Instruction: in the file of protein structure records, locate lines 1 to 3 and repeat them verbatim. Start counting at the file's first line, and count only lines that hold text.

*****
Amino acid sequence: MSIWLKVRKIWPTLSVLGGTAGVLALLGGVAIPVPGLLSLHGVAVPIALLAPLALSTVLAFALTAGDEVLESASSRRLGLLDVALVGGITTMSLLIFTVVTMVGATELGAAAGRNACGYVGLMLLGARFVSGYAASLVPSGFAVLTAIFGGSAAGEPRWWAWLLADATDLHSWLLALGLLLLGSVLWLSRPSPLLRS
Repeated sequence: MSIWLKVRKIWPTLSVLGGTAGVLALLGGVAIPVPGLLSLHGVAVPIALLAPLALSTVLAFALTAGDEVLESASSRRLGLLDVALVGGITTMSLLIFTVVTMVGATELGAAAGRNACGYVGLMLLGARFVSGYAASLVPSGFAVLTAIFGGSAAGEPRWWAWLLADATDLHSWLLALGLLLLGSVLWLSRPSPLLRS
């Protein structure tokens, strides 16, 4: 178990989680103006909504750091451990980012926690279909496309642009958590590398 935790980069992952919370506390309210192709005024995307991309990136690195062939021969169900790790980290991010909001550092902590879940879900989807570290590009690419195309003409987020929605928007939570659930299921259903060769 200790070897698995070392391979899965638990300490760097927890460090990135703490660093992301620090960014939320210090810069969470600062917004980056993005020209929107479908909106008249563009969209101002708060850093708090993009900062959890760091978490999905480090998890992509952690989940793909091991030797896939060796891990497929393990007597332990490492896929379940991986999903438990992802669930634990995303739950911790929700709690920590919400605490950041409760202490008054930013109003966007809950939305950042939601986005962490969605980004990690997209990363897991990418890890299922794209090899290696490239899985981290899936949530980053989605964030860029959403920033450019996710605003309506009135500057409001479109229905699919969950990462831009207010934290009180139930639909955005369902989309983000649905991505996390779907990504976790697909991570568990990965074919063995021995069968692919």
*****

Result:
Amino acid sequence: MSIWLKVRKIWPTLSVLGGTAGVLALLGGVAIPVPGLLSLHGVAVPIALLAPLALSTVLAFALTAGDEVLESASSRRLGLLDVALVGGITTMSLLIFTVVTMVGATELGAAAGRNACGYVGLMLLGARFVSGYAASLVPSGFAVLTAIFGGSAAGEPRWWAWLLADATDLHSWLLALGLLLLGSVLWLSRPSPLLRS
Repeated sequence: MSIWLKVRKIWPTLSVLGGTAGVLALLGGVAIPVPGLLSLHGVAVPIALLAPLALSTVLAFALTAGDEVLESASSRRLGLLDVALVGGITTMSLLIFTVVTMVGATELGAAAGRNACGYVGLMLLGARFVSGYAASLVPSGFAVLTAIFGGSAAGEPRWWAWLLADATDLHSWLLALGLLLLGSVLWLSRPSPLLRS
């Protein structure tokens, strides 16, 4: 178990989680103006909504750091451990980012926690279909496309642009958590590398 935790980069992952919370506390309210192709005024995307991309990136690195062939021969169900790790980290991010909001550092902590879940879900989807570290590009690419195309003409987020929605928007939570659930299921259903060769 200790070897698995070392391979899965638990300490760097927890460090990135703490660093992301620090960014939320210090810069969470600062917004980056993005020209929107479908909106008249563009969209101002708060850093708090993009900062959890760091978490999905480090998890992509952690989940793909091991030797896939060796891990497929393990007597332990490492896929379940991986999903438990992802669930634990995303739950911790929700709690920590919400605490950041409760202490008054930013109003966007809950939305950042939601986005962490969605980004990690997209990363897991990418890890299922794209090899290696490239899985981290899936949530980053989605964030860029959403920033450019996710605003309506009135500057409001479109229905699919969950990462831009207010934290009180139930639909955005369902989309983000649905991505996390779907990504976790697909991570568990990965074919063995021995069968692919």